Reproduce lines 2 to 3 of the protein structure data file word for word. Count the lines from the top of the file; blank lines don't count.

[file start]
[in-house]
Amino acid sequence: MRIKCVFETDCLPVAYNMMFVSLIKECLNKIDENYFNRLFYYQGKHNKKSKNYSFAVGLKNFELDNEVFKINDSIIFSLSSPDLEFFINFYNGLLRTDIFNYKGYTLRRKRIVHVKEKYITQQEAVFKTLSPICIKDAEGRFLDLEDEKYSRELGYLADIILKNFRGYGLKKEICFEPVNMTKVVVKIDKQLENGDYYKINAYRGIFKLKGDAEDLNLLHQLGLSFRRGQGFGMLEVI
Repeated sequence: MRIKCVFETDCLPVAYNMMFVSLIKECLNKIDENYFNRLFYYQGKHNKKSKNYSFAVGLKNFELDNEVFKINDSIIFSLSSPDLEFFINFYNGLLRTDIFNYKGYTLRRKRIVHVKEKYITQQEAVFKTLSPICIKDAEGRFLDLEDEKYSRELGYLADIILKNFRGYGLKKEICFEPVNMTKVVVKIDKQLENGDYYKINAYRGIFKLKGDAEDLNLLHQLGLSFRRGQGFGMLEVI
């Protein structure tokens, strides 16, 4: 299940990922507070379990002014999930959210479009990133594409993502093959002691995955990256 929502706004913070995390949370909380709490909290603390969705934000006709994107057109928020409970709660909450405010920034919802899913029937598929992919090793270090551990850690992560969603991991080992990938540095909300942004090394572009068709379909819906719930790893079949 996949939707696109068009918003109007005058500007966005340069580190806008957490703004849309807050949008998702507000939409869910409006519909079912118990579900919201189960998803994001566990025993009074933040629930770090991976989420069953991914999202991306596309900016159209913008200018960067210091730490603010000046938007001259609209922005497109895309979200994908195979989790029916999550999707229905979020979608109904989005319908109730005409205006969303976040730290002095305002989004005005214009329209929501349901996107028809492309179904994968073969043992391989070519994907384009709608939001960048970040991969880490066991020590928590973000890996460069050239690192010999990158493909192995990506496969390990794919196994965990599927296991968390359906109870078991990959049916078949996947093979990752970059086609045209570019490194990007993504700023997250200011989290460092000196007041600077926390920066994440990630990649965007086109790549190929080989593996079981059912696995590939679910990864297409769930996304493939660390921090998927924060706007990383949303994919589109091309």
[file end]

Amino acid sequence: MRIKCVFETDCLPVAYNMMFVSLIKECLNKIDENYFNRLFYYQGKHNKKSKNYSFAVGLKNFELDNEVFKINDSIIFSLSSPDLEFFINFYNGLLRTDIFNYKGYTLRRKRIVHVKEKYITQQEAVFKTLSPICIKDAEGRFLDLEDEKYSRELGYLADIILKNFRGYGLKKEICFEPVNMTKVVVKIDKQLENGDYYKINAYRGIFKLKGDAEDLNLLHQLGLSFRRGQGFGMLEVI
Repeated sequence: MRIKCVFETDCLPVAYNMMFVSLIKECLNKIDENYFNRLFYYQGKHNKKSKNYSFAVGLKNFELDNEVFKINDSIIFSLSSPDLEFFINFYNGLLRTDIFNYKGYTLRRKRIVHVKEKYITQQEAVFKTLSPICIKDAEGRFLDLEDEKYSRELGYLADIILKNFRGYGLKKEICFEPVNMTKVVVKIDKQLENGDYYKINAYRGIFKLKGDAEDLNLLHQLGLSFRRGQGFGMLEVI